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Retro Look for History Day

Retro Look for History Day


I’m starting the day at the National Museum of American History.

I’ve chosen this little number for my outfit du jour, because the shirt has that whole prairie spinster vibe (but in a good way) and it seemed appropriate for a history museum. Besides, it’s pretty. Now if only I had Jane Seymour-esque hair to go with it, but I gave that up years ago and I left my concert hair at home. (Don’t ask.)

So. American History. If you’ll hearken back to my Vacation Rules, you may recall that I advise choosing one “must-do” thing per trip. Today I’m going to do mine. It’s on the first floor of the Museum and it’s one of the things that brought D.C. to the top of my “need to visit” list more than a year ago. Today—this morning, in fact—I’m going to visit Julia Child’s kitchen.

Julia Child's Kitchen

Julia Child's Kitchen


You have to love the scope of the Smithsonian. They didn’t just take some pots and pans, they moved the whole shebang from Julia’s Cambridge, Mass home. It’s quite appealing in a retro kind of way and the color scheme is fabulous. See for yourself here: Julia will even welcome you to the exhibit in her own words.

But there’s much more to see. For example, up on the second floor is the star-spangled banner. THE. Star. Spangled. Banner. I’ve been singing about this flag my whole life, and here it is, in the . . . in the cloth. It’s a HUGE (30-by 34-foot) flag and used to be even bigger. The poor thing is full of holes (apparently pieces were cut out over the years for souvenirs) and just about worn to shreds. But it’s majestic and touching and brings a lump to my throat. I’d serenade it, but I’m not sure the guards would appreciate my singing, no matter how round my tone may be, so I’ll just sing in my head. (Oddly enough, in my head my Star-Spangled Banner sounds suspiciously like Sandi Patty’s version.)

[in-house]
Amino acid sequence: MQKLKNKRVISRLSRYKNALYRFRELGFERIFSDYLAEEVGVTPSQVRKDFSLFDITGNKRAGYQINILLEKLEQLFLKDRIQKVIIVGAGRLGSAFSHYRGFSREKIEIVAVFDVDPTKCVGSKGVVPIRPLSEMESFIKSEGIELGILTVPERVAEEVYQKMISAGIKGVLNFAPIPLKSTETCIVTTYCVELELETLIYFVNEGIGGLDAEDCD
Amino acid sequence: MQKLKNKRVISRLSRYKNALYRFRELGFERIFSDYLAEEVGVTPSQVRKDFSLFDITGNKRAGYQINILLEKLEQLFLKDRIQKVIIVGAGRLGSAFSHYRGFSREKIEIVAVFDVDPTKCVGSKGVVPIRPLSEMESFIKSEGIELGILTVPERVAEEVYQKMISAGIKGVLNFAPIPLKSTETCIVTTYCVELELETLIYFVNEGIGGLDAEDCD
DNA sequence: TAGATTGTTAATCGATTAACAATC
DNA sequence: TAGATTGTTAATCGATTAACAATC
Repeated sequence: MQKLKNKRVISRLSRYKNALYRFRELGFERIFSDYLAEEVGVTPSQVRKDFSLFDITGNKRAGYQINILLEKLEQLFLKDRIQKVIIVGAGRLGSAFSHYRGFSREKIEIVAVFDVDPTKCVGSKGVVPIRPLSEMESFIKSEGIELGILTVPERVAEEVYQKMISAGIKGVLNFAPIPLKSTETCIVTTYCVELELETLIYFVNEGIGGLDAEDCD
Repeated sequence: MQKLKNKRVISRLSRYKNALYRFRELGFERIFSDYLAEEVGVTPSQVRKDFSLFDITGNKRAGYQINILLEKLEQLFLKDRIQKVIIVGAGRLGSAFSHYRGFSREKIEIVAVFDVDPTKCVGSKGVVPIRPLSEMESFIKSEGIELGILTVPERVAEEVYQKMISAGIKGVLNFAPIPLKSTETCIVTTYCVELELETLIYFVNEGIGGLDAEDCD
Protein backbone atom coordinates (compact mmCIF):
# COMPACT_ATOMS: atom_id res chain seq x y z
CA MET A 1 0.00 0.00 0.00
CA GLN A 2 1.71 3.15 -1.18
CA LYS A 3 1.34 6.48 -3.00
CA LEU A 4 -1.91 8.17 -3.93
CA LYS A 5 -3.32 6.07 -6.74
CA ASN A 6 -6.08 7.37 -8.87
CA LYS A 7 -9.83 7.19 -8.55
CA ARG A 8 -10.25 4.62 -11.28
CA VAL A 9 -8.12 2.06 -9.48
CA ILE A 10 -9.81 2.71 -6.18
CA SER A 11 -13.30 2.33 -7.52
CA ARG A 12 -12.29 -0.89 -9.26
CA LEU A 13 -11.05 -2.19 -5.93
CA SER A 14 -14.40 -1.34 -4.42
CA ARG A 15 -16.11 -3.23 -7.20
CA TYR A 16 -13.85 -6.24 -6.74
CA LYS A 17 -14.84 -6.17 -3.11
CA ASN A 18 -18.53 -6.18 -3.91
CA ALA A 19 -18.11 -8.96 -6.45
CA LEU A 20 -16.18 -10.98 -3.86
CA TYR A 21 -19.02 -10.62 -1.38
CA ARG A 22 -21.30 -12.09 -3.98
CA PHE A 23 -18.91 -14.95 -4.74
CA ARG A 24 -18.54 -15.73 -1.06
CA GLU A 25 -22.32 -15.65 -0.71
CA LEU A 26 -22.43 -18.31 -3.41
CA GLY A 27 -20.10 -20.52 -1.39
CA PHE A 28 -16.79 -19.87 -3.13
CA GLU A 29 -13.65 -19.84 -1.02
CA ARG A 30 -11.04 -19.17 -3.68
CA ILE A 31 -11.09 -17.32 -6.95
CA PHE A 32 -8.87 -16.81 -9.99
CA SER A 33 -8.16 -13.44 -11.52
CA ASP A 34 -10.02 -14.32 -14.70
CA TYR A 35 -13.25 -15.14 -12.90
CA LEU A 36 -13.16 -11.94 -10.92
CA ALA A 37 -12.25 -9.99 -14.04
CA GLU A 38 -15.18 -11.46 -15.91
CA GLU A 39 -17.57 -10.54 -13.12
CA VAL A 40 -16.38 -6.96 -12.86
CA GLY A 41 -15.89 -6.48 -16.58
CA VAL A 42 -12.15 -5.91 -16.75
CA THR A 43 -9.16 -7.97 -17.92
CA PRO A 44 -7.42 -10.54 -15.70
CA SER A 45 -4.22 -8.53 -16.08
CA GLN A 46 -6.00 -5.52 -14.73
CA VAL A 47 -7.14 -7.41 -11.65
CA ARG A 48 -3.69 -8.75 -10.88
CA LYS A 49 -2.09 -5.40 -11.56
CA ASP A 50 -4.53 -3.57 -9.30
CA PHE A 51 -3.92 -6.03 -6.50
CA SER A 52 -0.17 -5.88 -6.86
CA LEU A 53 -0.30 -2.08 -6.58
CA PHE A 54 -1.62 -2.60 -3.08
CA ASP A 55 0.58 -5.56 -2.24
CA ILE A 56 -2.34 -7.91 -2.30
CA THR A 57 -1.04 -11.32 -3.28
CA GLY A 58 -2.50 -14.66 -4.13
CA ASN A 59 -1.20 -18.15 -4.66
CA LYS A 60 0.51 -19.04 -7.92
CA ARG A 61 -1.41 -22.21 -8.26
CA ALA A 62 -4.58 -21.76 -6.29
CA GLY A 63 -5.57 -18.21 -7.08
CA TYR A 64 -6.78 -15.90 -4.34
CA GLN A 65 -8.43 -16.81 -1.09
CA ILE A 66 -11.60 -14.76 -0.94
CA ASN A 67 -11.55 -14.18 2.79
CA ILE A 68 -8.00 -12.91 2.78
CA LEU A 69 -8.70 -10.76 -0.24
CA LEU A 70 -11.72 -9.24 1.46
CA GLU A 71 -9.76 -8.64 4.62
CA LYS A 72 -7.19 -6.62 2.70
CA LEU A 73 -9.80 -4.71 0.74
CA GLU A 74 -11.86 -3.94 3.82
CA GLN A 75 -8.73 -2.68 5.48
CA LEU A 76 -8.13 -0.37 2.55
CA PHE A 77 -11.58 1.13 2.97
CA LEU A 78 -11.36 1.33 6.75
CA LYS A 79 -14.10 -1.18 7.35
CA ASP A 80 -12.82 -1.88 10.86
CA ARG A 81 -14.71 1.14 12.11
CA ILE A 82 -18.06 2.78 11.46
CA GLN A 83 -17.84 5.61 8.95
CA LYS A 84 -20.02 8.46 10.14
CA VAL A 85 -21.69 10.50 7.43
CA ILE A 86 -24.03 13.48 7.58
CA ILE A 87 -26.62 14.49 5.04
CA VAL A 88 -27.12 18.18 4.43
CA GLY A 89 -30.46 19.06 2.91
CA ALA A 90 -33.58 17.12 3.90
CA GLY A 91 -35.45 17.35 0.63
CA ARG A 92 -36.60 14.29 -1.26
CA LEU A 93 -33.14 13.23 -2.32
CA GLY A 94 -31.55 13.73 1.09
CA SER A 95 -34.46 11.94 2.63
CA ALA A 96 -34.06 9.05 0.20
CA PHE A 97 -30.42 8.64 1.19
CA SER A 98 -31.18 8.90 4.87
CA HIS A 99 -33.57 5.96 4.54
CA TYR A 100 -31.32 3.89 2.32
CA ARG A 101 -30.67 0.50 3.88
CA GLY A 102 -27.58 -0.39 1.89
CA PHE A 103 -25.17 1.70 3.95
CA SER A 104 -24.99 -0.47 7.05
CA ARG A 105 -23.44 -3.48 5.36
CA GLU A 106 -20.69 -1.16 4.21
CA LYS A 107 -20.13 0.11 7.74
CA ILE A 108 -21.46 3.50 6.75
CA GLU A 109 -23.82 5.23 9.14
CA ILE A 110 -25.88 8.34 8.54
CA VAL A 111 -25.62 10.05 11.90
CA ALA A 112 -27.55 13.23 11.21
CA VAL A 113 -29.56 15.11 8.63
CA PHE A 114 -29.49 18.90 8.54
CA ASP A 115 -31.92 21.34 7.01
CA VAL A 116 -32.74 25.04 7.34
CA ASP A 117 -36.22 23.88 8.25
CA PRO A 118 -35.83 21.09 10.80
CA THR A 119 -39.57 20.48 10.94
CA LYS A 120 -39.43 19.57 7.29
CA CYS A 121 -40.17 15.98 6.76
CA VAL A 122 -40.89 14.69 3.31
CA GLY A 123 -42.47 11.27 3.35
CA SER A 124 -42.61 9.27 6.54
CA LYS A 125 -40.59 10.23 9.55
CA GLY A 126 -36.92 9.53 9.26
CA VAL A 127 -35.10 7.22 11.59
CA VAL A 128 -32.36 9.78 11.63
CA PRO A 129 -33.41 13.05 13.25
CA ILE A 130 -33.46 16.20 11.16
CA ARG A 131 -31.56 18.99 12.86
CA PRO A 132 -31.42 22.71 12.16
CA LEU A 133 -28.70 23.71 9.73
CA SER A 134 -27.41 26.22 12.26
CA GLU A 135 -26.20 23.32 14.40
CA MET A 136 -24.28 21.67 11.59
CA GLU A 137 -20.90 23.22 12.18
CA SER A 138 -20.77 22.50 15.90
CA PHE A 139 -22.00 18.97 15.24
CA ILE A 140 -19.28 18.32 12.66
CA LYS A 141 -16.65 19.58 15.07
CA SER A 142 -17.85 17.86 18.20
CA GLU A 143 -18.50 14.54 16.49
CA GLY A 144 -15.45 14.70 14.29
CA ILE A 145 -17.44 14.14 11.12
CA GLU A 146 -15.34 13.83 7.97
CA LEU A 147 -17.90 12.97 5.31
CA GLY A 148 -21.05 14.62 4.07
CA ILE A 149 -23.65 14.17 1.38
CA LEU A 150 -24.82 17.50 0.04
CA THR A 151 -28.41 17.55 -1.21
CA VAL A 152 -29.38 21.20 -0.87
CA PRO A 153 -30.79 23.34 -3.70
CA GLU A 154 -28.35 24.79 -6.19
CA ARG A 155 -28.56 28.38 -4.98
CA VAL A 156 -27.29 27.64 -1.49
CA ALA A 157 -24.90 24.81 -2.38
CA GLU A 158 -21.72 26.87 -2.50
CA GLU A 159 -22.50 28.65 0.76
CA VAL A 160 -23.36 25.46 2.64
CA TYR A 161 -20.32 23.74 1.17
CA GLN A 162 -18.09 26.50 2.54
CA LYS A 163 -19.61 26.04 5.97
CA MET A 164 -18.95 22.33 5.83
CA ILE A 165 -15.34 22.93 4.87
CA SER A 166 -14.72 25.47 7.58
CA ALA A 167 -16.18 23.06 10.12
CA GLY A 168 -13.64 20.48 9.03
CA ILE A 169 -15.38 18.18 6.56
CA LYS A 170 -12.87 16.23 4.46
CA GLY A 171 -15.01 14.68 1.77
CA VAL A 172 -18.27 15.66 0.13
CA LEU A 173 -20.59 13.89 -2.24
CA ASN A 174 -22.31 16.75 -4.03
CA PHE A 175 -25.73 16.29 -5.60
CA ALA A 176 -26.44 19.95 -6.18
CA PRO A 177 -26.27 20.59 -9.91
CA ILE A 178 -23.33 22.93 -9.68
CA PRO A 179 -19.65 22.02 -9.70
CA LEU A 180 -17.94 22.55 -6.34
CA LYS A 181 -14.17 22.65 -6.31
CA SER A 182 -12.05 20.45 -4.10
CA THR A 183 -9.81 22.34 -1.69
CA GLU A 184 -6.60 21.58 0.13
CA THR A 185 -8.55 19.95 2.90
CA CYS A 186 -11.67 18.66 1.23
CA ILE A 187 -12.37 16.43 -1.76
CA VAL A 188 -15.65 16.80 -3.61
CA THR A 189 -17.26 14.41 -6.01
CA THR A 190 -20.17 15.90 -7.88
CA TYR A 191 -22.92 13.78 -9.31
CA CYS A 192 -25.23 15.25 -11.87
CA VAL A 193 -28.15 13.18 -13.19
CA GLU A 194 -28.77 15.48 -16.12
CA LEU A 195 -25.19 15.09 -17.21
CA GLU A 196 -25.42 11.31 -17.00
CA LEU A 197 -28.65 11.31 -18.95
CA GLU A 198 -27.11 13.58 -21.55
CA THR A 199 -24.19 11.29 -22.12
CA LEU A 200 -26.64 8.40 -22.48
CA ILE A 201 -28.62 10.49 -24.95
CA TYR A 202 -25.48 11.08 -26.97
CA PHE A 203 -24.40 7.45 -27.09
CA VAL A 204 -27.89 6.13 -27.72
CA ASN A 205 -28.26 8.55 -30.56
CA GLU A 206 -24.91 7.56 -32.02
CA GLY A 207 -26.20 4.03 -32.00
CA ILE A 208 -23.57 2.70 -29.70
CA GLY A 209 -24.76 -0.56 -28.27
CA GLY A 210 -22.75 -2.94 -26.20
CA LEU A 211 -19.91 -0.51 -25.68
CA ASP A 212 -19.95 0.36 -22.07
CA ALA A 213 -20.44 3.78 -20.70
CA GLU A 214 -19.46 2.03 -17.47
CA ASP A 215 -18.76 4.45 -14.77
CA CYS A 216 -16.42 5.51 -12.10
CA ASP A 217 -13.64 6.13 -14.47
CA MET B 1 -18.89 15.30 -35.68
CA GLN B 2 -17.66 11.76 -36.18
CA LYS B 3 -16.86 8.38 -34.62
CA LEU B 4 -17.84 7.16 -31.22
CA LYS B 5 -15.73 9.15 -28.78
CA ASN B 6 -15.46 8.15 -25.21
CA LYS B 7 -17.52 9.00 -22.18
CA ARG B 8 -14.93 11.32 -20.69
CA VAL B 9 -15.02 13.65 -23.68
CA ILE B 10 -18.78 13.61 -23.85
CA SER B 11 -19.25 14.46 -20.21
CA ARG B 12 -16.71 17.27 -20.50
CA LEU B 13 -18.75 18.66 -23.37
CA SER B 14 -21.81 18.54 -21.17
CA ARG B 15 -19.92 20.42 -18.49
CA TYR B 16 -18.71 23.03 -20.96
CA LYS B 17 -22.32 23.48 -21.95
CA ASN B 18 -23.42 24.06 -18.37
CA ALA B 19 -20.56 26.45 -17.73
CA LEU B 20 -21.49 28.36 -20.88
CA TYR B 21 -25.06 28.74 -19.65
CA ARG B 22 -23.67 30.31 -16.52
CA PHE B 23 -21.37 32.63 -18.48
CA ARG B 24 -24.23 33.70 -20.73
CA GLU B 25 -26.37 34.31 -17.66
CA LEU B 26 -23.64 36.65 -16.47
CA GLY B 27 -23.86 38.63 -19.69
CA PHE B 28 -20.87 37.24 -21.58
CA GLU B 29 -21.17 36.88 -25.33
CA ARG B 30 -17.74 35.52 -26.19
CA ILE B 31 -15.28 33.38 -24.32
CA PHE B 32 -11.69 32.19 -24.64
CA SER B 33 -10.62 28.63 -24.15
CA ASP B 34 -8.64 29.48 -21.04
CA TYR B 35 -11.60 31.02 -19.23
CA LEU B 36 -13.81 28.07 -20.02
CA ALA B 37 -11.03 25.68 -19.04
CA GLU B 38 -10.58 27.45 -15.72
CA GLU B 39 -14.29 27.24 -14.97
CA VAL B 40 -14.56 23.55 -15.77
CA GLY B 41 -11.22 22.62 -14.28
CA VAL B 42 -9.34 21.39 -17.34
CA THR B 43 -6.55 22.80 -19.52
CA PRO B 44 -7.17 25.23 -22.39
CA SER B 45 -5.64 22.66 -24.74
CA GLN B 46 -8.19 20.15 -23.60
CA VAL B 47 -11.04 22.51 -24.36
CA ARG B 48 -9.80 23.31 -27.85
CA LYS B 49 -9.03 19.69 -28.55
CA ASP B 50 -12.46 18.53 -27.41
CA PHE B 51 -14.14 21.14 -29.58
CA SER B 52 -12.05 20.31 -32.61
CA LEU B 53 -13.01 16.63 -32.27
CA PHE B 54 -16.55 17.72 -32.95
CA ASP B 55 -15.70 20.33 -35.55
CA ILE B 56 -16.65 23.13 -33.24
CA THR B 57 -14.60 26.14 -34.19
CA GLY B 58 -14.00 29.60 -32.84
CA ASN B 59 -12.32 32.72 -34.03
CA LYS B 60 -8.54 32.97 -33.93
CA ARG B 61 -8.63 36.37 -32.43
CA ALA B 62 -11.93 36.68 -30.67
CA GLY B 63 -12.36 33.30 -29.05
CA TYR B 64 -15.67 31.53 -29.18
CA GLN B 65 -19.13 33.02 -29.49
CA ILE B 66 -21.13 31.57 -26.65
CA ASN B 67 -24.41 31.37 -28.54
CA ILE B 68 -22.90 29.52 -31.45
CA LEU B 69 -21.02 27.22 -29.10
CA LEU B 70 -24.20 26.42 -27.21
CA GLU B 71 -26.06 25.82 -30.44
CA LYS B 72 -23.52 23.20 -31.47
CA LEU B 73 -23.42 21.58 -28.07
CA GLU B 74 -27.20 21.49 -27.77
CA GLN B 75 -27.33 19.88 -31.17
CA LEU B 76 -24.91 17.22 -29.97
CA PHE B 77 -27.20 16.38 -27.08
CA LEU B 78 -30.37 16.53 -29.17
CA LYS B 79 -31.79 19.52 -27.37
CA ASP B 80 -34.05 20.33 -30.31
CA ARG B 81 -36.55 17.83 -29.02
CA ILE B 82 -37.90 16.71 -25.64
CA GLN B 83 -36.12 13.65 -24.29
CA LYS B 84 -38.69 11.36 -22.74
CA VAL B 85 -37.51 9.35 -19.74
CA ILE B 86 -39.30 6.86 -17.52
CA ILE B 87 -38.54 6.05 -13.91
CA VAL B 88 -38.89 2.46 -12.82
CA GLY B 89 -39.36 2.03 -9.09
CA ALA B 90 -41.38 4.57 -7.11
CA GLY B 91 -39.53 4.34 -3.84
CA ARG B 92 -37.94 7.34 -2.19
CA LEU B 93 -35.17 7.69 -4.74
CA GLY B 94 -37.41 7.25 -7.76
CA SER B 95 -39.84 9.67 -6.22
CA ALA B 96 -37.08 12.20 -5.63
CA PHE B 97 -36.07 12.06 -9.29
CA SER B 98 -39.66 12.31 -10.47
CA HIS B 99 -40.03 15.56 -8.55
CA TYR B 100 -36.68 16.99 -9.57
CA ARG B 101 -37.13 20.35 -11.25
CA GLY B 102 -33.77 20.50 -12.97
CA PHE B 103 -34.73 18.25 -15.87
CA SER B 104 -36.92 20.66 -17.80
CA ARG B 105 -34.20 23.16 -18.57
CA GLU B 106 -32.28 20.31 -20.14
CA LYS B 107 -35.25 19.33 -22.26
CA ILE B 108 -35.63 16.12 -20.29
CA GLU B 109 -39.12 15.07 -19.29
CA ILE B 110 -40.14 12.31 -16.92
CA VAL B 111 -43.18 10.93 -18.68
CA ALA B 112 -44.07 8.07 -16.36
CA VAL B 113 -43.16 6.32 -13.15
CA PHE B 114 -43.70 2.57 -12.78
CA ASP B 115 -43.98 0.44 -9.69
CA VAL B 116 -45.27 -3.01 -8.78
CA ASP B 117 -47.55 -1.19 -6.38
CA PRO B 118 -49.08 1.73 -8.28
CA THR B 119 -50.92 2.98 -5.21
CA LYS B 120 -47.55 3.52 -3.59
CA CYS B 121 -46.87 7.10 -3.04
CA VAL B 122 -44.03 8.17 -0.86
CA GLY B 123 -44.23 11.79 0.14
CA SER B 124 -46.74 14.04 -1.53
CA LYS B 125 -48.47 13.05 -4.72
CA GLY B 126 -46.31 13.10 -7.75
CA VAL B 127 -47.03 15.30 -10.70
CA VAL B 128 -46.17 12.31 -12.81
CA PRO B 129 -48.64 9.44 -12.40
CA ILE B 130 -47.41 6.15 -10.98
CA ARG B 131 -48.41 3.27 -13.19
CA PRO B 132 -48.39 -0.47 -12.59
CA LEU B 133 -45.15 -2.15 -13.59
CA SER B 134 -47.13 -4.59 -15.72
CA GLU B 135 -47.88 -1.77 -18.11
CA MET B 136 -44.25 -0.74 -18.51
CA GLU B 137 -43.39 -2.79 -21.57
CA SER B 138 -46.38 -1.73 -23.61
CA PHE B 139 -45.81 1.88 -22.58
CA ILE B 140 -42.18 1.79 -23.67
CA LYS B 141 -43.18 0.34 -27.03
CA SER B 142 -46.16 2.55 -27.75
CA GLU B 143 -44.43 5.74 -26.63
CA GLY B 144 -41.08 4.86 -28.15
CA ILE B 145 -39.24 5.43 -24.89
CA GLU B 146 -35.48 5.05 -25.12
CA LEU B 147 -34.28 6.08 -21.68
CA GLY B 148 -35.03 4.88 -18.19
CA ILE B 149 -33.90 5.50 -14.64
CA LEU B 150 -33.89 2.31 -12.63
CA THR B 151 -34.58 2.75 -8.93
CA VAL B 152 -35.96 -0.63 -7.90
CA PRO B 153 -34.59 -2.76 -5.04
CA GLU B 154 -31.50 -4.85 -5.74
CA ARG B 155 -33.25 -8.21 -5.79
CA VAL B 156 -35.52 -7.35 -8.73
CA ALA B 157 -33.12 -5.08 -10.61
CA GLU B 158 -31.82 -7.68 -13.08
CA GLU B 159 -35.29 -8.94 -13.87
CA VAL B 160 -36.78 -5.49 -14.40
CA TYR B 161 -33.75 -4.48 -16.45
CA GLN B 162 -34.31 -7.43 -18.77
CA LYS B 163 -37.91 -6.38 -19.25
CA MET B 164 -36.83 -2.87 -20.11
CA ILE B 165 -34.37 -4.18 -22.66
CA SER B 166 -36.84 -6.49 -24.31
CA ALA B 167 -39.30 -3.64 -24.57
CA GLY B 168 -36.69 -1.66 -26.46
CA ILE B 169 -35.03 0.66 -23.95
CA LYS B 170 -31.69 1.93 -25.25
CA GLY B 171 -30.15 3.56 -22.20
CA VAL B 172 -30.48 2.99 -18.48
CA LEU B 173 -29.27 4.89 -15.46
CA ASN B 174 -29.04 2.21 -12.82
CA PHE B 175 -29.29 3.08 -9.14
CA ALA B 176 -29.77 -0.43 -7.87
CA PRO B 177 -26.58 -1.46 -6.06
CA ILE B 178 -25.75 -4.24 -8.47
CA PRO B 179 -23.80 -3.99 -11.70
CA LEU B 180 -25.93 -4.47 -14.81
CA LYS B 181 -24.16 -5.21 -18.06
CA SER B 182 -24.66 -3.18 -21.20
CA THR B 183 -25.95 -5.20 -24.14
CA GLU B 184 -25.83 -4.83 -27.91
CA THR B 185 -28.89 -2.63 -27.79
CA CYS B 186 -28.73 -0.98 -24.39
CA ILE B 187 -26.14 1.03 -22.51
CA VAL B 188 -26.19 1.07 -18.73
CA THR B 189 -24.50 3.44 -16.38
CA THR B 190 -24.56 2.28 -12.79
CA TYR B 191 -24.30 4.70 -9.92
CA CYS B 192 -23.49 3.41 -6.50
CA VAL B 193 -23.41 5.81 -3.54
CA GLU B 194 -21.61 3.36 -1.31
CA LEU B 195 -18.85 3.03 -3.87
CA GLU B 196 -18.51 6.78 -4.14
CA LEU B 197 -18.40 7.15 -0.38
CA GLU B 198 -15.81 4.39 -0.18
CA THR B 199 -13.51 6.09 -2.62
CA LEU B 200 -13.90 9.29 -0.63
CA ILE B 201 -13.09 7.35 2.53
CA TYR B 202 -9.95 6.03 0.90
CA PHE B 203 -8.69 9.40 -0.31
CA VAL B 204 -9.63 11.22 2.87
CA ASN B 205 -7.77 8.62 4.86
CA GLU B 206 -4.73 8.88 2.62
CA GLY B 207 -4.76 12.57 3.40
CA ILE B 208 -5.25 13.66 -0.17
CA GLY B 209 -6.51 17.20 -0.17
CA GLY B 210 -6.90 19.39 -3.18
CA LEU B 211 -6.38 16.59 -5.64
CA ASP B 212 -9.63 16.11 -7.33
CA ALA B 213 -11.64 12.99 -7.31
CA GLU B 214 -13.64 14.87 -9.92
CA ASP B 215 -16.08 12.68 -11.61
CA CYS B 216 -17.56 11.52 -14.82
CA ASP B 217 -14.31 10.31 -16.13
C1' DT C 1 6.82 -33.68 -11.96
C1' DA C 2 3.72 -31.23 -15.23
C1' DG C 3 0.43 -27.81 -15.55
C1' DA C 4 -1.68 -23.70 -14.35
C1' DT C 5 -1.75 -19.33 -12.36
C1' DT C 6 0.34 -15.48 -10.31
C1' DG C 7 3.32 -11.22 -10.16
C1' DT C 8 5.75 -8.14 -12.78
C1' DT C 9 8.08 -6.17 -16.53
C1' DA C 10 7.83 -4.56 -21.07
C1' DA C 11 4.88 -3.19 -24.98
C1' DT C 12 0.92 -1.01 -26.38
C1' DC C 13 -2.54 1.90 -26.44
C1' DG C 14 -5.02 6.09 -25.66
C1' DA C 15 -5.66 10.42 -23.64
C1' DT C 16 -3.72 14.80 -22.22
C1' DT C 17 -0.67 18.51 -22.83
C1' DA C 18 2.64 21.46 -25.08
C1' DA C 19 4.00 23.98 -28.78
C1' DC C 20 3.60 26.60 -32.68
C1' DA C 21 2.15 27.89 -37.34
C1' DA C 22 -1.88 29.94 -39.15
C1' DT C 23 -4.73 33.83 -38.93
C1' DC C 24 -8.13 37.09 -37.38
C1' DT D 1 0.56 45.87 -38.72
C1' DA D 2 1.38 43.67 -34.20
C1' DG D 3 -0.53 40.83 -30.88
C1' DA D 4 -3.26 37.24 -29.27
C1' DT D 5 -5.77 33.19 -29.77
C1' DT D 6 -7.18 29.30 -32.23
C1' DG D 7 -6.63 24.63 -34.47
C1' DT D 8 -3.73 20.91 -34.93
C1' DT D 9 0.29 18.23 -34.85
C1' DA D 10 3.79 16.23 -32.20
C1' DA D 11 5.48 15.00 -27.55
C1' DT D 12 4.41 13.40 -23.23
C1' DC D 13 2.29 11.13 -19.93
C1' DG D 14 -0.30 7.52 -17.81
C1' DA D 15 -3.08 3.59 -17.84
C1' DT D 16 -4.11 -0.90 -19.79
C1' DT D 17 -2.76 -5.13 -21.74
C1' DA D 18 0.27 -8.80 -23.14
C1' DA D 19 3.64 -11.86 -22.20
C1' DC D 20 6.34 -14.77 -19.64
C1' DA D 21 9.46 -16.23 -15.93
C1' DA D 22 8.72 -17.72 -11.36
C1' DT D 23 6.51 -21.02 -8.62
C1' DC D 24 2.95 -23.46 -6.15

The actual, original Star-Spangled Banner

The actual, original Star-Spangled Banner

Also on this floor is the First Ladies at the Smithsonian exhibit. We’re talking gowns, Inaugural gowns, plus other personal memorabilia. I did not know that Eleanor Roosevelt was a tall woman until I saw this exhibit; somehow my mental image of her was kind of short and dumpy. Her dress is that pale pink one (it does strike me as slightly dumpy, but not short); it’s made of rayon, which was a new fabric at the time and probably a patriotic gesture—wasn’t silk in demand for parachutes or something during the war?

First Ladies Exhibit

First Ladies Exhibit

All this wandering and gawking and silent singing, not to mention imagining the delicacies that came from Julia’s kitchen, made me hungry. Fortunately, I don’t even have to leave the building. The Stars and Stripes Café is celebrating Hispanic Heritage month, and a bowl of tortilla soup will hit the spot nicely. So I’ll just go there now and meet up with you later, ‘K?

All images courtesy National Museum of American History, Smithsonian Institution (more…)